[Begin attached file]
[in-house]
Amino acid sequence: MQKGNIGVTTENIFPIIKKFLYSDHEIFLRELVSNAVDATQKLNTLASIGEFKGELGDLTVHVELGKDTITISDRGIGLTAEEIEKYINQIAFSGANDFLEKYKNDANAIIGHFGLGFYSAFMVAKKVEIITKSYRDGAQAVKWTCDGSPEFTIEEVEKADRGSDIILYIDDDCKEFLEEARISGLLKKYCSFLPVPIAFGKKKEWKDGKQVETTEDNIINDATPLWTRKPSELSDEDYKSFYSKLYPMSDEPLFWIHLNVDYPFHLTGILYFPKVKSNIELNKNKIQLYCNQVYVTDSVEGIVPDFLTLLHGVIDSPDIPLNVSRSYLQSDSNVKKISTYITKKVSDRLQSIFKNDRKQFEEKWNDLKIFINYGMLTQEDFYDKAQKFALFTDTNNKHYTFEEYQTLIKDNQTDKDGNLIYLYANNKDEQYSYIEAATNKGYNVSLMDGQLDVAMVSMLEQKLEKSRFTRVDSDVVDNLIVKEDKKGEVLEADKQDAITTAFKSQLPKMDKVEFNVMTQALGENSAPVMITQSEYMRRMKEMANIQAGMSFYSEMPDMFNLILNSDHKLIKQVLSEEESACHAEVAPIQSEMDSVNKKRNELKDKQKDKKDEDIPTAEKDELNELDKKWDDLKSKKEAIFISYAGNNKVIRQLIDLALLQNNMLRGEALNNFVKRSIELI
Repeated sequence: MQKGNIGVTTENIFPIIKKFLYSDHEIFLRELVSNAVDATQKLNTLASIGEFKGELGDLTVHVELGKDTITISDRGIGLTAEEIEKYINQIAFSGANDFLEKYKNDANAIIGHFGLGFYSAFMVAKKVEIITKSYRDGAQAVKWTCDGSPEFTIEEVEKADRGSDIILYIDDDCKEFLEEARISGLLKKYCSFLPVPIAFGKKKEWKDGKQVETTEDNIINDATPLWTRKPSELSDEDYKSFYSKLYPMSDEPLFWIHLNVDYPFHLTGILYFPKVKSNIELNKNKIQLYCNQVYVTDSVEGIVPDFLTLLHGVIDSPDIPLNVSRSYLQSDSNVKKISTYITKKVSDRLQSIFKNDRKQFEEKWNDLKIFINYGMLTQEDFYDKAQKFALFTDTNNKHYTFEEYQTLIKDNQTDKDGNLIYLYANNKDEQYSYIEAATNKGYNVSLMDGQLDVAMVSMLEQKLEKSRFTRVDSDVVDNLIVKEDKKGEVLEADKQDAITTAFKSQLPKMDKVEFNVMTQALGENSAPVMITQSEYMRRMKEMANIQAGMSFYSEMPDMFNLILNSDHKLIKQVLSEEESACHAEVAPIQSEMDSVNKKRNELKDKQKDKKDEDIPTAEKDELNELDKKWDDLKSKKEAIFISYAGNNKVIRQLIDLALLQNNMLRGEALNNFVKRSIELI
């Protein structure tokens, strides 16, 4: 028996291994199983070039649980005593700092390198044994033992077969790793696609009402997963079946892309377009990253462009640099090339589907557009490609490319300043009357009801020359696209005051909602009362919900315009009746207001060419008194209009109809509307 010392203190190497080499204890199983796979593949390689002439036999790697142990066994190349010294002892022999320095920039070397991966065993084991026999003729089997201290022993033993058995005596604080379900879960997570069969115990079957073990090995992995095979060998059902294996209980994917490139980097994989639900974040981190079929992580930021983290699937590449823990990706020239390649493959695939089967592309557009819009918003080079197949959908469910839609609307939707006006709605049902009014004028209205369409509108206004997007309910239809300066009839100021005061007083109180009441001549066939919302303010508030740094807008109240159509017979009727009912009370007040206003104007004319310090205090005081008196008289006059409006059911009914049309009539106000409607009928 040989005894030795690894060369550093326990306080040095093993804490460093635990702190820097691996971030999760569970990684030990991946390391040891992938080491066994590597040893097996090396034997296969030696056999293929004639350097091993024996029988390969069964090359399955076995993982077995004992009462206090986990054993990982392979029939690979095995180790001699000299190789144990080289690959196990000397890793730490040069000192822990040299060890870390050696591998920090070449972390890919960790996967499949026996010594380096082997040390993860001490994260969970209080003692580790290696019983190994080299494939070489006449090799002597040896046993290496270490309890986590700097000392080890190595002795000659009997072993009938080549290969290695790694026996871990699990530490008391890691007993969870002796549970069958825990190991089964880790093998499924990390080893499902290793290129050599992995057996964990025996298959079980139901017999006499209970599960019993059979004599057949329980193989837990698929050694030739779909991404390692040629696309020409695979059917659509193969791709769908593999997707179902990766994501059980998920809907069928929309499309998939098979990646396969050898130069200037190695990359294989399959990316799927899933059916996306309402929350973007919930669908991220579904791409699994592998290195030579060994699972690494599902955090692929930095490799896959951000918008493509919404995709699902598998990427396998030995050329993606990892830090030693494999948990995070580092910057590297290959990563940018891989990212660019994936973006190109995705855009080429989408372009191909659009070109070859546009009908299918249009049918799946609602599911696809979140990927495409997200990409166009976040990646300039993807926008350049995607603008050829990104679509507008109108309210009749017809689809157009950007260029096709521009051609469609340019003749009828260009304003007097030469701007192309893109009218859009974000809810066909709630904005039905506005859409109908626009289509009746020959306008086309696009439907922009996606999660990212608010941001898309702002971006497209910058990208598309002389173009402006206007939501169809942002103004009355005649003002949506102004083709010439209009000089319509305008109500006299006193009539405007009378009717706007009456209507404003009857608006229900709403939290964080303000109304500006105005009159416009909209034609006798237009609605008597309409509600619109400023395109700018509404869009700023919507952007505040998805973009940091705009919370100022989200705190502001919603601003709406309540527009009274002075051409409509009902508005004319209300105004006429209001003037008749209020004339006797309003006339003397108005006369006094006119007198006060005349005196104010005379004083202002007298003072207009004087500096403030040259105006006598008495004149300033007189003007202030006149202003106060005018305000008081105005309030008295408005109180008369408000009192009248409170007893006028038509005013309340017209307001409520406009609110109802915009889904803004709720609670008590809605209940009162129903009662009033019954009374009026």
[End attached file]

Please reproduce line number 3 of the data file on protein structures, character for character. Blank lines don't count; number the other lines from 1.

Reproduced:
Repeated sequence: MQKGNIGVTTENIFPIIKKFLYSDHEIFLRELVSNAVDATQKLNTLASIGEFKGELGDLTVHVELGKDTITISDRGIGLTAEEIEKYINQIAFSGANDFLEKYKNDANAIIGHFGLGFYSAFMVAKKVEIITKSYRDGAQAVKWTCDGSPEFTIEEVEKADRGSDIILYIDDDCKEFLEEARISGLLKKYCSFLPVPIAFGKKKEWKDGKQVETTEDNIINDATPLWTRKPSELSDEDYKSFYSKLYPMSDEPLFWIHLNVDYPFHLTGILYFPKVKSNIELNKNKIQLYCNQVYVTDSVEGIVPDFLTLLHGVIDSPDIPLNVSRSYLQSDSNVKKISTYITKKVSDRLQSIFKNDRKQFEEKWNDLKIFINYGMLTQEDFYDKAQKFALFTDTNNKHYTFEEYQTLIKDNQTDKDGNLIYLYANNKDEQYSYIEAATNKGYNVSLMDGQLDVAMVSMLEQKLEKSRFTRVDSDVVDNLIVKEDKKGEVLEADKQDAITTAFKSQLPKMDKVEFNVMTQALGENSAPVMITQSEYMRRMKEMANIQAGMSFYSEMPDMFNLILNSDHKLIKQVLSEEESACHAEVAPIQSEMDSVNKKRNELKDKQKDKKDEDIPTAEKDELNELDKKWDDLKSKKEAIFISYAGNNKVIRQLIDLALLQNNMLRGEALNNFVKRSIELI